Key value proposition: Geared for SAP users who want to build apps for the large enterprise cloud environment.
SAP Cloud Platform is designed for SAP HANA users to build and deploy HANA-based cloud applications as well as extend cloud and on-premises software running SAP. It should not be confused with SAP’s HANA Enterprise Cloud IaaS service, which is designed around letting SAP customers move their on-premises deployments to SAP’s cloud.
HCP allows customers and partners to extend existing cloud or on-premise applications and create applications that deliver new capabilities. It connects to a wide variety of business apps and allows customers to add new features to existing apps, such as mobility support for SAP’s SuccessFactors or integrate an on-premise CRM app and the cloud.
Key value proposition: Cost effective and versatile, the Platform.sh solution is dedicated to PaaS.
Platform.sh is a continuous deployment cloud hosting service for building applications ranging from small team projects for low traffic sites to ones handling millions of visitors. It’s quickly replicates the production cluster in the dev section for rapid building and testing of apps and pushing them right to deployment. The company claims it can accelerate the development processes 20% to 40% and uses Git-based branch-merge workflows so every branch is tested as if in production, and every Git branch has a unique URL for testing. It supports PHP, Drupal, Symfony, WordPress, Magento, Laravel, Ruby, Python, Node.js, JavaQ317 environments and production apps can be hosted on AWS, Azure, and Orange Business Services.
Key value proposition: An open source stalwart, geared for today’s complex multicloud environment.
Backed by a selection of heavyweights, including Cisco, Google, IBM and Microsoft. Cloud Foundry was originally developed by VMware and then transferred to Pivotal Software, a Dell EMC company. Cloud Foundry supports Java, Node.js, Go, PHP, Python, Ruby, .NET Core and Staticfile and is entirely open source, allowing developers to code in multiple languages and frameworks. The Cloud Foundry platform is made up of seven core groups of components: Routing, Authentication, Application Lifecycle, Application Storage and Execution, Service Brokers, Messaging, and Metrics and Logging.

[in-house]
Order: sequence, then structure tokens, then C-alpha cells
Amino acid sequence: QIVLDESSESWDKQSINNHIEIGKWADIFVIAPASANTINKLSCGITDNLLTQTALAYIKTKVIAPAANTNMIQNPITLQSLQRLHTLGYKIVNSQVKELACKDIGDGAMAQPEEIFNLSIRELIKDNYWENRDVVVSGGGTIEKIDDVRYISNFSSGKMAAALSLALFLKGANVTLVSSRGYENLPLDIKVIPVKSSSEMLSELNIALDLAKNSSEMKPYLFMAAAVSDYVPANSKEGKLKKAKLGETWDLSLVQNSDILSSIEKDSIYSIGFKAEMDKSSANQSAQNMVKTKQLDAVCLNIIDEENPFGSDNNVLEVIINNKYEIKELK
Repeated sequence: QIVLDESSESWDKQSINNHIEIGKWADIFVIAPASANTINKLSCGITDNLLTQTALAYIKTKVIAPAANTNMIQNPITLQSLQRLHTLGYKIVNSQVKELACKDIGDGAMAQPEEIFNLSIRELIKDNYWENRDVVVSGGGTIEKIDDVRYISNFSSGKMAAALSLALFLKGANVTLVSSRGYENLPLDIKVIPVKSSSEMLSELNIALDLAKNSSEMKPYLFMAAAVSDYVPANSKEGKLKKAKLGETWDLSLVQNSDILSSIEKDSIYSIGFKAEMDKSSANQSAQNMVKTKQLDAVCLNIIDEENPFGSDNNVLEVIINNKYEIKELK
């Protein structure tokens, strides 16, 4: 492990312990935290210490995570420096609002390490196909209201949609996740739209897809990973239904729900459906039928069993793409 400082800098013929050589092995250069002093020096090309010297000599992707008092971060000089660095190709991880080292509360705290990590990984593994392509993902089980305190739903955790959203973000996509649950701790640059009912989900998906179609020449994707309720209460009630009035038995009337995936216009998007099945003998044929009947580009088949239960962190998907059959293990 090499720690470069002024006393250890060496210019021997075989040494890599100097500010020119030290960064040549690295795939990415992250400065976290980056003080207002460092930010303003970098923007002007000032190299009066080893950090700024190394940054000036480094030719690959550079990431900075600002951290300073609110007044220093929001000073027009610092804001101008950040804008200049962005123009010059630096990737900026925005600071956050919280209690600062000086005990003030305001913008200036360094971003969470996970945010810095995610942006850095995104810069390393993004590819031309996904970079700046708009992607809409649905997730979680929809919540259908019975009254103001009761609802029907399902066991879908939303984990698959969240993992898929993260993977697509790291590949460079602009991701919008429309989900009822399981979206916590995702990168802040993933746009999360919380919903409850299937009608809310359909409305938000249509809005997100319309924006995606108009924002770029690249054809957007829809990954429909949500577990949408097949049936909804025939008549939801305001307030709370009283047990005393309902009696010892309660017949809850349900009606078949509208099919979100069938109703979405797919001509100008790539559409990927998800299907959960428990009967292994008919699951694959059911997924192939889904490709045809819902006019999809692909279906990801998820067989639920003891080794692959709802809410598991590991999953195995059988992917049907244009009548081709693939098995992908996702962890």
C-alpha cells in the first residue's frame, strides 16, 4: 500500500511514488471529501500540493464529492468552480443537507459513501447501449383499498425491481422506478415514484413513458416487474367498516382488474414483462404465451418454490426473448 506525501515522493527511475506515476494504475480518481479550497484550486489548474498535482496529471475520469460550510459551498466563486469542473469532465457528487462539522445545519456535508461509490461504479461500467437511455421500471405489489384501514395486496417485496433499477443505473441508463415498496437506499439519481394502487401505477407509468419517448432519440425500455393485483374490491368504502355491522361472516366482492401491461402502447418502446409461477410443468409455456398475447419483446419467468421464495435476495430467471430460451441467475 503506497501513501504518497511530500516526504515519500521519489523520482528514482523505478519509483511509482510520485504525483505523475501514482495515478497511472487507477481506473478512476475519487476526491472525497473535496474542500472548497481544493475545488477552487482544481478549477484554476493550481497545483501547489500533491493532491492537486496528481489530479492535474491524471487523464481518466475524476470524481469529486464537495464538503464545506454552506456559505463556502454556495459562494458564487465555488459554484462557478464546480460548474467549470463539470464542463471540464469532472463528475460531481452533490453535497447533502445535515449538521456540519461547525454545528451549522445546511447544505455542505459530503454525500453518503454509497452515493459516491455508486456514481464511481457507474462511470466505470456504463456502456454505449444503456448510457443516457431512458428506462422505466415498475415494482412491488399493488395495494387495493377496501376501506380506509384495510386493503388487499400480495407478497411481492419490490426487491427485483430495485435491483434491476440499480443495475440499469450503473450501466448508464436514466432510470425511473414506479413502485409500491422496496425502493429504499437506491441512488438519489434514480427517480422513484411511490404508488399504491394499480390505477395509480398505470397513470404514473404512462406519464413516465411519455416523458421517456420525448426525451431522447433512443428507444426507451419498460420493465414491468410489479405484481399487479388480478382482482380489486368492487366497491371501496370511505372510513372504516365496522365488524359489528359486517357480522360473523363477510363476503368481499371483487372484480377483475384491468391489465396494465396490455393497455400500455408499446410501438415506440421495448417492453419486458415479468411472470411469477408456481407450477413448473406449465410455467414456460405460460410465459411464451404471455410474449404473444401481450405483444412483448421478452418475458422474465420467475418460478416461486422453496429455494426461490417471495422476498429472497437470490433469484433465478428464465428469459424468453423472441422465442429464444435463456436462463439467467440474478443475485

Key value proposition: If Ruby on Rails is your development language, Engine Yard is certainly worth a look.
Engine Yard is one of the original PaaS providers, originally established to support a full-stack Ruby on Rails solution. It has since added support for PHP and Node.js environments. With its Rails experience, if that is the language of choice, Engine Yard is your best bet. It sold its Deis container service to Microsoft in 2017 and was later acquired by Crossover, a cloud-based Ruby specialist, to form a full-stack Ruby platform.
PaaS Vendor Comparison Table
|Most comprehensive collection of services||Its popularity could leave you feeling like a number|
|Best support for legacy Windows||Need to be a Windows expert to make the most of it|
|Strong integration with other Salesforce services||IaaS is lacking compared to others, no on-premises support|
IBM / Red Hat OpenShift
|Easy to set up, open source so less vendor lock in
|Advanced functionality requires deep expertise
|Very fast, easy to learn||Can be expensive
Google App Engine
|Very good pricing, high performance||Support costs are high in some cases
|Open source, easy to set up, simple deployment||Can be limited to a single physical server
|Build apps with no code at all; SMB-friendly||Support could be better|
SAP Hana Cloud Platform
|High performance, built on Advanced Platform
|Excellent for continuous development and deployment||A smaller player in a market with some mega-large players|
|Rich support for languages, easy deployment, good scalability||Lacks support for Kubernetes|
|In-depth support for Ruby
||Limited coding language support